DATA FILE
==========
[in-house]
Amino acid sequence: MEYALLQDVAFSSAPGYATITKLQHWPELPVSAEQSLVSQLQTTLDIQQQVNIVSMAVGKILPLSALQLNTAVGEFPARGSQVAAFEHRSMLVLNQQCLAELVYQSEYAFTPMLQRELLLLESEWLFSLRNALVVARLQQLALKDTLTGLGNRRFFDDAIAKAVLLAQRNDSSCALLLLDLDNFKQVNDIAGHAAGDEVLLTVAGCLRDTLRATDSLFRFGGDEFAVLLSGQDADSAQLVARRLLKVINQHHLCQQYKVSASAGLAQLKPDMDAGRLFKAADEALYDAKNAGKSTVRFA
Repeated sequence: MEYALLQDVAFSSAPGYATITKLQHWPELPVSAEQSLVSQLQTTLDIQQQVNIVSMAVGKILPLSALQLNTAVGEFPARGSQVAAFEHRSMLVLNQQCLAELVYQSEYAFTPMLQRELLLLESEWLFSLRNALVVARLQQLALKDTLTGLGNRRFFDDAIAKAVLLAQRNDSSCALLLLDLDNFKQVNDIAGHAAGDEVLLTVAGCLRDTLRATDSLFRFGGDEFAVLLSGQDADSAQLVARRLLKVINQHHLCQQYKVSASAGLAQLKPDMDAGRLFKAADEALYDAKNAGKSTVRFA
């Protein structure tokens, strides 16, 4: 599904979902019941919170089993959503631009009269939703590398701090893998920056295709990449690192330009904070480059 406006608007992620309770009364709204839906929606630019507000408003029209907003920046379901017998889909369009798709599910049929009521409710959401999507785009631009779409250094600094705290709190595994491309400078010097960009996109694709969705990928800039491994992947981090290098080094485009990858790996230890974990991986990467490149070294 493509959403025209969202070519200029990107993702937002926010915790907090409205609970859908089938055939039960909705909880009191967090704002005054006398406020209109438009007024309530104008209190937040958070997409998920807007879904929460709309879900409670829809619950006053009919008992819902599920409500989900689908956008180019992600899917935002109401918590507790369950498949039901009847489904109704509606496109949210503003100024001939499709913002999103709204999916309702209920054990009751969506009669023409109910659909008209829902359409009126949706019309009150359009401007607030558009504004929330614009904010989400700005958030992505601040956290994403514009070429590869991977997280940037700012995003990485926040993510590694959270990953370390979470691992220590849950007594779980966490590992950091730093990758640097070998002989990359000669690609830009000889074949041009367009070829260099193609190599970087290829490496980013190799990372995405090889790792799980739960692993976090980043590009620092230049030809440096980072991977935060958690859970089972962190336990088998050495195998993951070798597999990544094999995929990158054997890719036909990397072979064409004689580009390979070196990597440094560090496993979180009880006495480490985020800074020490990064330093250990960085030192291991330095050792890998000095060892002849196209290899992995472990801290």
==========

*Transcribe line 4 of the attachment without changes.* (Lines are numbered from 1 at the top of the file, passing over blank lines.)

């Protein structure tokens, strides 16, 4: 599904979902019941919170089993959503631009009269939703590398701090893998920056295709990449690192330009904070480059 406006608007992620309770009364709204839906929606630019507000408003029209907003920046379901017998889909369009798709599910049929009521409710959401999507785009631009779409250094600094705290709190595994491309400078010097960009996109694709969705990928800039491994992947981090290098080094485009990858790996230890974990991986990467490149070294 493509959403025209969202070519200029990107993702937002926010915790907090409205609970859908089938055939039960909705909880009191967090704002005054006398406020209109438009007024309530104008209190937040958070997409998920807007879904929460709309879900409670829809619950006053009919008992819902599920409500989900689908956008180019992600899917935002109401918590507790369950498949039901009847489904109704509606496109949210503003100024001939499709913002999103709204999916309702209920054990009751969506009669023409109910659909008209829902359409009126949706019309009150359009401007607030558009504004929330614009904010989400700005958030992505601040956290994403514009070429590869991977997280940037700012995003990485926040993510590694959270990953370390979470691992220590849950007594779980966490590992950091730093990758640097070998002989990359000669690609830009000889074949041009367009070829260099193609190599970087290829490496980013190799990372995405090889790792799980739960692993976090980043590009620092230049030809440096980072991977935060958690859970089972962190336990088998050495195998993951070798597999990544094999995929990158054997890719036909990397072979064409004689580009390979070196990597440094560090496993979180009880006495480490985020800074020490990064330093250990960085030192291991330095050792890998000095060892002849196209290899992995472990801290």